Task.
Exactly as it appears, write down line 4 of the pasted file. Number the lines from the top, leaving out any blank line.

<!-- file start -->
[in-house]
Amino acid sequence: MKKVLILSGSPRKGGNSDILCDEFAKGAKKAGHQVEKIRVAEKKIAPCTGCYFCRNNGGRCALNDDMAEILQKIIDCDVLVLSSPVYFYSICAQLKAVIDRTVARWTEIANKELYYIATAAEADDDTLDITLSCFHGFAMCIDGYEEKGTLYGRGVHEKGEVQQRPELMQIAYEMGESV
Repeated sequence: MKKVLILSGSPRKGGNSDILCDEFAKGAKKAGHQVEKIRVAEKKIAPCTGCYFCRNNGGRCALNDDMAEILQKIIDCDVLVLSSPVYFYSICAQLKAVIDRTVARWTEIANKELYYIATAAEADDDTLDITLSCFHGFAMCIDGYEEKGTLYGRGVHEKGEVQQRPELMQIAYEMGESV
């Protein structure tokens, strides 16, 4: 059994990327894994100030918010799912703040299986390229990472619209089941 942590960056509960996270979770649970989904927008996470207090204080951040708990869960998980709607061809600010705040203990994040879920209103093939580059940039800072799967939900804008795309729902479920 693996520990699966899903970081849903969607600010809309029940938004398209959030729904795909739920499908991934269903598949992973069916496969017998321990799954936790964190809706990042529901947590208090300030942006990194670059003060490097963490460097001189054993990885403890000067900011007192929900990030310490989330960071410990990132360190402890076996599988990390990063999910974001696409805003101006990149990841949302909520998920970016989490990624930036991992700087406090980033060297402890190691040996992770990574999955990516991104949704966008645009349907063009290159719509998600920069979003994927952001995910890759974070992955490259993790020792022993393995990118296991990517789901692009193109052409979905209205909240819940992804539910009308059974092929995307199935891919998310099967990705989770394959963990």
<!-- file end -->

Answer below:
């Protein structure tokens, strides 16, 4: 059994990327894994100030918010799912703040299986390229990472619209089941 942590960056509960996270979770649970989904927008996470207090204080951040708990869960998980709607061809600010705040203990994040879920209103093939580059940039800072799967939900804008795309729902479920 693996520990699966899903970081849903969607600010809309029940938004398209959030729904795909739920499908991934269903598949992973069916496969017998321990799954936790964190809706990042529901947590208090300030942006990194670059003060490097963490460097001189054993990885403890000067900011007192929900990030310490989330960071410990990132360190402890076996599988990390990063999910974001696409805003101006990149990841949302909520998920970016989490990624930036991992700087406090980033060297402890190691040996992770990574999955990516991104949704966008645009349907063009290159719509998600920069979003994927952001995910890759974070992955490259993790020792022993393995990118296991990517789901692009193109052409979905209205909240819940992804539910009308059974092929995307199935891919998310099967990705989770394959963990």